On Saturday, August 12th, the Church of the Epiphany in New York City affirmed its commitment to criminal justice reform and celebrated the graduation of ten participants from the Raising My Voice-Kin program, a leadership and public speaking skills training for individuals whose loved ones are currently or have previously been incarcerated.
Following an invocation by Reverend Jennifer Reddall and introductory remarks by Deacon Jacqueline Sanchez-Shabbaz and Program Coordinator Linda Steele, two Raising My Voice - Kin graduates gave moving speeches about the challenges of loving someone impacted by the justice system.
Raising My Voice-Kin is a spinoff initiative modeled after the Raising My Voice program, a longer and more intensive leadership and public speaking skills training for formerly incarcerated individuals. The Church of the Epiphany hosted the entirety of the five-week training, offering child support and a hot meal to accompany each Saturday workshop. In hosting, coaching and celebrating Raising My Voice-Kin’s graduates, Epiphany has joined the Church of Heavenly Rest, another Circles of Support partner, in their commitment to supporting men, women and children impacted by mass incarceration.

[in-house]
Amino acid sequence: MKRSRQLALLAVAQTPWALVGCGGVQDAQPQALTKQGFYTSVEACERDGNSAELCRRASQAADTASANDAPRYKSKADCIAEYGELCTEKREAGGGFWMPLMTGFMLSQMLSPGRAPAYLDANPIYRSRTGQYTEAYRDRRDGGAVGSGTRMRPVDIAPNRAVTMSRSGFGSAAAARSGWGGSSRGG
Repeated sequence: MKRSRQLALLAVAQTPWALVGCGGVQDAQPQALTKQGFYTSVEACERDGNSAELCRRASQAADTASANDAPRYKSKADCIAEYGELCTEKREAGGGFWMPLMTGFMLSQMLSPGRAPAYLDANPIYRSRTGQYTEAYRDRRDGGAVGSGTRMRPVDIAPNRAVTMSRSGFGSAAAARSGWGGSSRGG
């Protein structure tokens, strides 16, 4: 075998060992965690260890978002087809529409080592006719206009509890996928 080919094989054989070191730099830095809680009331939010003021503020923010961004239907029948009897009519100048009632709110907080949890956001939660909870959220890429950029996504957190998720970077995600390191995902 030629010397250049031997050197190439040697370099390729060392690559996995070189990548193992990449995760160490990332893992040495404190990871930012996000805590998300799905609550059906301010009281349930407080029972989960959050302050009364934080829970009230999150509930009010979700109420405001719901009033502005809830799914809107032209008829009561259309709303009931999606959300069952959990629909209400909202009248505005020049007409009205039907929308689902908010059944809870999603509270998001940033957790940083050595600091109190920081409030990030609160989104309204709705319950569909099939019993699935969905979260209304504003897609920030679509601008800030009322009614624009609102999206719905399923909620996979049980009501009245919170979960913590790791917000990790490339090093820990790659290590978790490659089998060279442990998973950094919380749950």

The ten new graduates are now members of Circle of Support’s Speakers Bureau, and are available to speak at churches, NGO’s, schools, and private events.
For more information, please see our full press release, “On Becoming the Beloved Community” at the Episcopal News Service’s website.
For questions about booking a speaker, please email Lisa at Circles of Support.